Visit three Enoshima Shrines to walk around the island
Situated in Enoshima Island, the shrine has been popular from long ago as a place for casual enjoyment of scenic beauty with relatively easy access from Tokyo.
Three shrines, Hetsunomiya, Nakatsunomiya and Okutsunomiya, in the island are collectively called Enoshima Jinja. It is said that they originate from a shrine built in a cave in the south of Enoshima in 552.
Today visitors go over Enoshima Benten-bashi bridge but originally the island was connected to the mainland when the tide was low. Walk 20 minutes up a slope from a bronze torii gate and you will see the grounds at the end of the slope. Taking Enoshima Escar on the way and changing escalators are an easier way to reach the top.
Enoshima jinja consists of three shrines. The first shrine to greet visitors is Hetsunomiya that was established in 1206, reconstructed in 1675 and renovated in 1976. Hadaka Benten (naked Saraswati, goddess of music) is here. Walk 3 minutes deeper and you will reach the vivid red building of Nakatsunomiya founded in 853. A further 12-minute walk will lead to Okutsunomiya that used to be Saraswati shrine. The building was lost in 1841 and reconstructed on the following year.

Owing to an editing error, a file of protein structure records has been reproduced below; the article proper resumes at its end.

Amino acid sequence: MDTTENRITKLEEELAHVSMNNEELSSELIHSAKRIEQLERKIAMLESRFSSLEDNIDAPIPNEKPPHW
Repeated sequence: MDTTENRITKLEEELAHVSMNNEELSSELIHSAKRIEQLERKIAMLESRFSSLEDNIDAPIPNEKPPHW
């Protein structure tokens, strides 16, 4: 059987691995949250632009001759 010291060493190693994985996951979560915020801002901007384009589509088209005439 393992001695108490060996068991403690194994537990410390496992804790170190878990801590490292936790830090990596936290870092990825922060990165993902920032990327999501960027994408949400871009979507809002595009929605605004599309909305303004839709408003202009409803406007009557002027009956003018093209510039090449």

Visiting the three Enoshima shrines is practically strolling around the Enoshima Island. If time allows, it will be fun to enjoy the view from a lighthouse. Another course to enjoy Enoshima is to walk to Iwaya cave and take "Enoshima Bentenmaru," passanger boat, from there to the entrance of the island, taking in the view of the sea. It will take over 2 hours to visit Enoshima jinja and explore the island. You can spend quality time satisfying your curiosity.
Address: 2-3-8 Enoshima, Fujisawa City, Kanagawa
Hours open to visitors: 8:30-17:00
Admission Fee: free (150 yen for Hoanden of Hetsunomiya)
Directions: By train: 20 minutes by foot from Odakyu Dentetsu Katase-Enoshima Station (one hour from Shinjuku) to Hetsunomiya
By car: 30 minutes from Totsuka Entrance on the Yokohama Shindo (bypass)